Our first juicy tidbit comes by way of RealGM (who contrary to his name is not suspected of being one of the National Football League's actual general managers) who had this to stay about Mr. Coleman:
"Ohio State safety Kurt Coleman stayed with [Mardy] Gilyard nicely."Well played, #4. Although the compliment is almost instantaneously given a backhanded slant with the following sentence: "One longtime NFL WR standing nearby opined that Gilyard is tipping off his moves." Could it be that Coleman was keyed in on Gilyard's so-called tell? Or, more probably, could Coleman had actually simply been reading his mind?
That is, of course, if that account ever even happened. ESPN/Scouts, Inc. ($$$) (whom we do believe have actually filed the applicable articles of incorporation) Todd McShay, Steve Munech, and Kevin Weidi paint, in their hodgepodge of notes, a far different tale:
Mardy Gilyard got off the line better than any other wideout duping 1-on-1 drills against press coverage. He beat both Ohio State S Kurt Coleman and Virginia CB Chris Cook cleanly.
So was Coleman routinely getting the best of Mardy Ballin' or was it the other way around? Because inquiring minds are dying to know, this tale of the tape necessitates a third party's account. The fine folks at Pro Football Weekly (specifically Eric Edholm), had this to add about everyone's favorite 3-year starter at strong safety:
Ohio State FS Kurt Coleman, who looked more like a small corner to me size-wise, made a nice pass defense against Pitt WR Dorin Dickerson. Coleman doesn't look terribly fast, but he prevented what would have been a great catch on the sideline by getting his hand on the ball at the last second.Tell us how you really feel, Eric. So let me make sure we're on the same page here: Coleman looks 1) undersized, 2) plays nicely inspite of his obvious "physical imitations", 3) doesn't appear particularly fleet of foot, but 4) is still capable of making difficult plays as the situation dictates. I'm unsure I'm any nearer to understanding whether Coleman can make it at the next level, or if the fact that college football's off-season has lead us to this if we wouldn't all be better off diving deep into the fine art of macramé.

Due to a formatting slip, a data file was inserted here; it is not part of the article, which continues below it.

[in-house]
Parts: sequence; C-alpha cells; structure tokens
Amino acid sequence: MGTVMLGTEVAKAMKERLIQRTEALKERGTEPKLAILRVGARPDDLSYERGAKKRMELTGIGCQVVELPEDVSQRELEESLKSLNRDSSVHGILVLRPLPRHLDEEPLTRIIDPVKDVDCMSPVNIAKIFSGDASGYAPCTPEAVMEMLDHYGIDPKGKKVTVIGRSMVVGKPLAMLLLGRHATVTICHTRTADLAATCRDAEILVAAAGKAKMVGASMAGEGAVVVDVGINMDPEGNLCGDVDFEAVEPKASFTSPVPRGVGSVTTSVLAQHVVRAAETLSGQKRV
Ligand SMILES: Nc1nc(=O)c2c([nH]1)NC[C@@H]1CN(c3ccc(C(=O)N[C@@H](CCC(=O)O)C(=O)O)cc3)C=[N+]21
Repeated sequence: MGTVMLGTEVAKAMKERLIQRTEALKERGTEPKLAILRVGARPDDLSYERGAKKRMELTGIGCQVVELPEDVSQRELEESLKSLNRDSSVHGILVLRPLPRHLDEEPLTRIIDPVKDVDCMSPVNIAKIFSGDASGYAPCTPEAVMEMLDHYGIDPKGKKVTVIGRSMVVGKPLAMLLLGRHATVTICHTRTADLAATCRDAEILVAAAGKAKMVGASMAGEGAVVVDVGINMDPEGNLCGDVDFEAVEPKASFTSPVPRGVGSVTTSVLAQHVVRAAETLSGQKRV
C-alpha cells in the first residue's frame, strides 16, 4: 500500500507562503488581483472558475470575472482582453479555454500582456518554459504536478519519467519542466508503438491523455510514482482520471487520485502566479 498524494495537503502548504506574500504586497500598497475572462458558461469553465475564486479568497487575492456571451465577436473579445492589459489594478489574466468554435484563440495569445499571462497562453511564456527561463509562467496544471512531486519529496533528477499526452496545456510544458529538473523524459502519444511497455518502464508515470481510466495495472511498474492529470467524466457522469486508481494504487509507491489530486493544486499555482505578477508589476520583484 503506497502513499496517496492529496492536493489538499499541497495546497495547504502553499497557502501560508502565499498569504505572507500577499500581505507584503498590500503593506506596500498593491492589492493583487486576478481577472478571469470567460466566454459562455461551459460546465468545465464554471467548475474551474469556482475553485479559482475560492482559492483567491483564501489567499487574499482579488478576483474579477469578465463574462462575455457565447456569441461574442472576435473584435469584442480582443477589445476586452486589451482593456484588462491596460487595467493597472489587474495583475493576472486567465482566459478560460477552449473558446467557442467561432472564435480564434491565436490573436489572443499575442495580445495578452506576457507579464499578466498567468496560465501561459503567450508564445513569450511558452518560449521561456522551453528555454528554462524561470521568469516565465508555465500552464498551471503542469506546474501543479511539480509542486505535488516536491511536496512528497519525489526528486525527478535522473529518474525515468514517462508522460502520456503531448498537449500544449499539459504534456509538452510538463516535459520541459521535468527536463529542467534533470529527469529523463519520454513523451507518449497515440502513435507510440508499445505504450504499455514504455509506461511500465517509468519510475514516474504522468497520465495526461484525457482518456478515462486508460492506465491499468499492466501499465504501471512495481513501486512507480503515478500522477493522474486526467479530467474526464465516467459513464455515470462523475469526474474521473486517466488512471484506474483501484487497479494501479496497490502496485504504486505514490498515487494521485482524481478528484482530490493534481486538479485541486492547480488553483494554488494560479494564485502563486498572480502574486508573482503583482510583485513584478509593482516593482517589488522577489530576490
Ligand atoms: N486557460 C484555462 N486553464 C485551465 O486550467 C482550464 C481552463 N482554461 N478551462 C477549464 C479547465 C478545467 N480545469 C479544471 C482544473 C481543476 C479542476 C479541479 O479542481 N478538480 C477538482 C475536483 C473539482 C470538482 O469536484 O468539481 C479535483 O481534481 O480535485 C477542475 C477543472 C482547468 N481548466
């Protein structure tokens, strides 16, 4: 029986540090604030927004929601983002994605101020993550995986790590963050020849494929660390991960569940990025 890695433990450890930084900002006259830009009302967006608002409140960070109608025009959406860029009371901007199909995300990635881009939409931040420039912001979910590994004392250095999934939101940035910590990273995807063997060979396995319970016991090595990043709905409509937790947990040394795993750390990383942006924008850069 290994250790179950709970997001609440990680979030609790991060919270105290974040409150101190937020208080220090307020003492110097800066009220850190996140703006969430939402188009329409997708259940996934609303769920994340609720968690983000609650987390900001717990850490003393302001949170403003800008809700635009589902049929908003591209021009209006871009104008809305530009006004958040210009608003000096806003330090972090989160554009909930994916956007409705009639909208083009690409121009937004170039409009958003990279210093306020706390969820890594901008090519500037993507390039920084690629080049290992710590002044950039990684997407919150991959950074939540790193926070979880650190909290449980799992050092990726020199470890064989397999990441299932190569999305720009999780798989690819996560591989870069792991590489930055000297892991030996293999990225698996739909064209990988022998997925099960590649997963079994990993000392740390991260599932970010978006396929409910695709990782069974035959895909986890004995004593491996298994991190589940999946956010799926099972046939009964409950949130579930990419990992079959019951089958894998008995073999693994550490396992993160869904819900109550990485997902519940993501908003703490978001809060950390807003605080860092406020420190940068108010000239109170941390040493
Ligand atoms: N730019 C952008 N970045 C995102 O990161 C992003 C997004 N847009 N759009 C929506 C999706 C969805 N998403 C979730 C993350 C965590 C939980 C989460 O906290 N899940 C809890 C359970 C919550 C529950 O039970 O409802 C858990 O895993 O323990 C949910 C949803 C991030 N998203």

But we can't just stop there. Edholm had more to add about Coleman in his notes on Tuesday afternoon's sessions. The outcome speaks for itself:
"[Oregon tight end] ran right by Notre Dame S Kyle McCarthy on a deep route on Monday and did the same to Ohio State's Kurt Coleman on Tuesday."Law of averages perhaps? Kurt was evidently mercifully spared of such embarrassment for 60 minutes in Pasadena, but Dickson was apparently able to work his wonders on two promising midwestern safety prospects. The gloom parade persists, Coleman sounds mehtastic, but if the mixed messages and lack of focus beyond the typical human inclination to cover the hive mind's "break out players" could just as easily indicate less is more. If Coleman is, in fact, handling his and doing all the routine things well, the odds of gushing, 140 character become less and less of a probability.
Fortunately local story wizard/97.1 FM presence Lori Schmidt has just that. The Chiefs' beat writer Josh Looney does deliver (in part) with the "not spectacular but rock steady" assessment of we've come to expect from Coleman during the last 4 years:
"I’m not exactly sure why, but Coleman kept catching my attention today. He didn’t make any jaw-dropping plays, but he just seems like a smart, hard-nosed player who could help a team out immediately on special teams. He’s projected as a late-round pick or college free agent by many scouting services heading into this weekend."
More backhanded hand pounds(!). But, uh, late rounder?! Didn't all the buzz have Coleman going no later than the 3rd or 4th just as recently as a month ago? At least it can't get much worse for Coleman. Or maybe it can: